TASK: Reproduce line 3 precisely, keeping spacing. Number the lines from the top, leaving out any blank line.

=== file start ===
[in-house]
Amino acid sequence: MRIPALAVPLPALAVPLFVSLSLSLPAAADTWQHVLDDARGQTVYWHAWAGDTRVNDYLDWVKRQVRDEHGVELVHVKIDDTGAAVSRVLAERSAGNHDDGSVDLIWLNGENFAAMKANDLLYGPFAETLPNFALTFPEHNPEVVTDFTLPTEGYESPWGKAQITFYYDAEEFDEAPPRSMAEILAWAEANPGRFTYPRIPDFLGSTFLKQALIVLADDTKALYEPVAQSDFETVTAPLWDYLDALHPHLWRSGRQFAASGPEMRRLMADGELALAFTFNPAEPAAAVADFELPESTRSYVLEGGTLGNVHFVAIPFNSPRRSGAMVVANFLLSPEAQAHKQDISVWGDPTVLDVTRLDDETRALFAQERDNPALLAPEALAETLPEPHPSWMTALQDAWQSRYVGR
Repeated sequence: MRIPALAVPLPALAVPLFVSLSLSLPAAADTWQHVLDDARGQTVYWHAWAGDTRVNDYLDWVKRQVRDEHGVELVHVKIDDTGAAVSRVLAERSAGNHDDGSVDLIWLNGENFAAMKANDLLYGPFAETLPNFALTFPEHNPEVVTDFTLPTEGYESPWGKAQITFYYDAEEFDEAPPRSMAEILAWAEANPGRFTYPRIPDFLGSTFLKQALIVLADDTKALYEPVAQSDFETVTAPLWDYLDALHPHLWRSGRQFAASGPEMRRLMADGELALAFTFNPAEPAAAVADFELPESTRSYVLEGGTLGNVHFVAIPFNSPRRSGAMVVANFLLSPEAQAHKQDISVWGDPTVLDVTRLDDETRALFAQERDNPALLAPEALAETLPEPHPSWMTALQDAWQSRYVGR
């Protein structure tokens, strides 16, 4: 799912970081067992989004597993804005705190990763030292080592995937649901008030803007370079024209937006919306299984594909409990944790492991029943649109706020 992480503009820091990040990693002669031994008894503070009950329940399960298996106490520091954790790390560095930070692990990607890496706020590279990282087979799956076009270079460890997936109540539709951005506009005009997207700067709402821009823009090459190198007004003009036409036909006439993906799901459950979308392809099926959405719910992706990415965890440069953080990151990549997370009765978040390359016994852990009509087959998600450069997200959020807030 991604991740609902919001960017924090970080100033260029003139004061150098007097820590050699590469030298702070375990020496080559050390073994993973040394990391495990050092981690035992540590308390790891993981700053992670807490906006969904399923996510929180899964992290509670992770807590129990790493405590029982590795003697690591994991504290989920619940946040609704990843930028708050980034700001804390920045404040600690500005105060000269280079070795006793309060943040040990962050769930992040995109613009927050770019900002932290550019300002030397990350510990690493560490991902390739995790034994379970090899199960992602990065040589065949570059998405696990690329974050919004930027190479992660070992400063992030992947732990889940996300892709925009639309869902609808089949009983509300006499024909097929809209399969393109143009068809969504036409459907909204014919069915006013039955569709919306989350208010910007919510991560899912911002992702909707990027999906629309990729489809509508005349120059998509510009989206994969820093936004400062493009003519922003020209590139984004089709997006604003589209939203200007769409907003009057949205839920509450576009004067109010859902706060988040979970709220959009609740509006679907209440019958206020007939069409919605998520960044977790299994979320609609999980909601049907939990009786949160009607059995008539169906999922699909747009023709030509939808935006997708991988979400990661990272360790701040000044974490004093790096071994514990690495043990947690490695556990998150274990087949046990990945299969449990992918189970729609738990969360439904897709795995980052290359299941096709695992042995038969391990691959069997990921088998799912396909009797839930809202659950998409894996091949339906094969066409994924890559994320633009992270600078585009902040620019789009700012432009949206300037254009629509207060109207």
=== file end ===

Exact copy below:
Repeated sequence: MRIPALAVPLPALAVPLFVSLSLSLPAAADTWQHVLDDARGQTVYWHAWAGDTRVNDYLDWVKRQVRDEHGVELVHVKIDDTGAAVSRVLAERSAGNHDDGSVDLIWLNGENFAAMKANDLLYGPFAETLPNFALTFPEHNPEVVTDFTLPTEGYESPWGKAQITFYYDAEEFDEAPPRSMAEILAWAEANPGRFTYPRIPDFLGSTFLKQALIVLADDTKALYEPVAQSDFETVTAPLWDYLDALHPHLWRSGRQFAASGPEMRRLMADGELALAFTFNPAEPAAAVADFELPESTRSYVLEGGTLGNVHFVAIPFNSPRRSGAMVVANFLLSPEAQAHKQDISVWGDPTVLDVTRLDDETRALFAQERDNPALLAPEALAETLPEPHPSWMTALQDAWQSRYVGR